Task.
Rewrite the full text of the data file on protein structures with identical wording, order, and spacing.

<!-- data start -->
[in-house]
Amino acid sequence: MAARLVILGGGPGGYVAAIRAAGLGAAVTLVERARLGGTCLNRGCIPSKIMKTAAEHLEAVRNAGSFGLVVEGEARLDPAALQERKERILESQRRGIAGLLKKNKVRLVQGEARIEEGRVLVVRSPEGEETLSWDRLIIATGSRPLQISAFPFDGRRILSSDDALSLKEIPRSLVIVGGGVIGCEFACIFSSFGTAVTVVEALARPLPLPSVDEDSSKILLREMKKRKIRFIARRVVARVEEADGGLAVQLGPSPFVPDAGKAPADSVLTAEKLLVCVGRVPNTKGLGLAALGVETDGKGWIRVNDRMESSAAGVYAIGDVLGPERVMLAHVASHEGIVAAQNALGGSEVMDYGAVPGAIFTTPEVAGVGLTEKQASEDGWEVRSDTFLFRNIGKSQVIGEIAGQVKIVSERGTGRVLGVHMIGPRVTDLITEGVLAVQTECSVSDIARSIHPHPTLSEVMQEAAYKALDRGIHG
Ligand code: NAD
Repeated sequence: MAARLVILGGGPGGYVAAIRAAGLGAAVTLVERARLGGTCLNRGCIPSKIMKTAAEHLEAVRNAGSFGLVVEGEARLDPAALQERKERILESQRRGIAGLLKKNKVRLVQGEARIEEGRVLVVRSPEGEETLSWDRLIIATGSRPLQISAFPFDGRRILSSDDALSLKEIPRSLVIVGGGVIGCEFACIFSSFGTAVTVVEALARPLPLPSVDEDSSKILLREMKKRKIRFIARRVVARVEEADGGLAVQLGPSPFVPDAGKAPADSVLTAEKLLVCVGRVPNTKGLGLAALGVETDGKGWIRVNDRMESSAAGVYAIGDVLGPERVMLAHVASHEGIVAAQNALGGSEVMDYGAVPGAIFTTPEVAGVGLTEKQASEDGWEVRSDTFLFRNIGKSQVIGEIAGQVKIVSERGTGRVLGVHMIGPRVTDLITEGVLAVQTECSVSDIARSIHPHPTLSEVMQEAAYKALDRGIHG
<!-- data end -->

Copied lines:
[in-house]
Amino acid sequence: MAARLVILGGGPGGYVAAIRAAGLGAAVTLVERARLGGTCLNRGCIPSKIMKTAAEHLEAVRNAGSFGLVVEGEARLDPAALQERKERILESQRRGIAGLLKKNKVRLVQGEARIEEGRVLVVRSPEGEETLSWDRLIIATGSRPLQISAFPFDGRRILSSDDALSLKEIPRSLVIVGGGVIGCEFACIFSSFGTAVTVVEALARPLPLPSVDEDSSKILLREMKKRKIRFIARRVVARVEEADGGLAVQLGPSPFVPDAGKAPADSVLTAEKLLVCVGRVPNTKGLGLAALGVETDGKGWIRVNDRMESSAAGVYAIGDVLGPERVMLAHVASHEGIVAAQNALGGSEVMDYGAVPGAIFTTPEVAGVGLTEKQASEDGWEVRSDTFLFRNIGKSQVIGEIAGQVKIVSERGTGRVLGVHMIGPRVTDLITEGVLAVQTECSVSDIARSIHPHPTLSEVMQEAAYKALDRGIHG
Ligand code: NAD
Repeated sequence: MAARLVILGGGPGGYVAAIRAAGLGAAVTLVERARLGGTCLNRGCIPSKIMKTAAEHLEAVRNAGSFGLVVEGEARLDPAALQERKERILESQRRGIAGLLKKNKVRLVQGEARIEEGRVLVVRSPEGEETLSWDRLIIATGSRPLQISAFPFDGRRILSSDDALSLKEIPRSLVIVGGGVIGCEFACIFSSFGTAVTVVEALARPLPLPSVDEDSSKILLREMKKRKIRFIARRVVARVEEADGGLAVQLGPSPFVPDAGKAPADSVLTAEKLLVCVGRVPNTKGLGLAALGVETDGKGWIRVNDRMESSAAGVYAIGDVLGPERVMLAHVASHEGIVAAQNALGGSEVMDYGAVPGAIFTTPEVAGVGLTEKQASEDGWEVRSDTFLFRNIGKSQVIGEIAGQVKIVSERGTGRVLGVHMIGPRVTDLITEGVLAVQTECSVSDIARSIHPHPTLSEVMQEAAYKALDRGIHG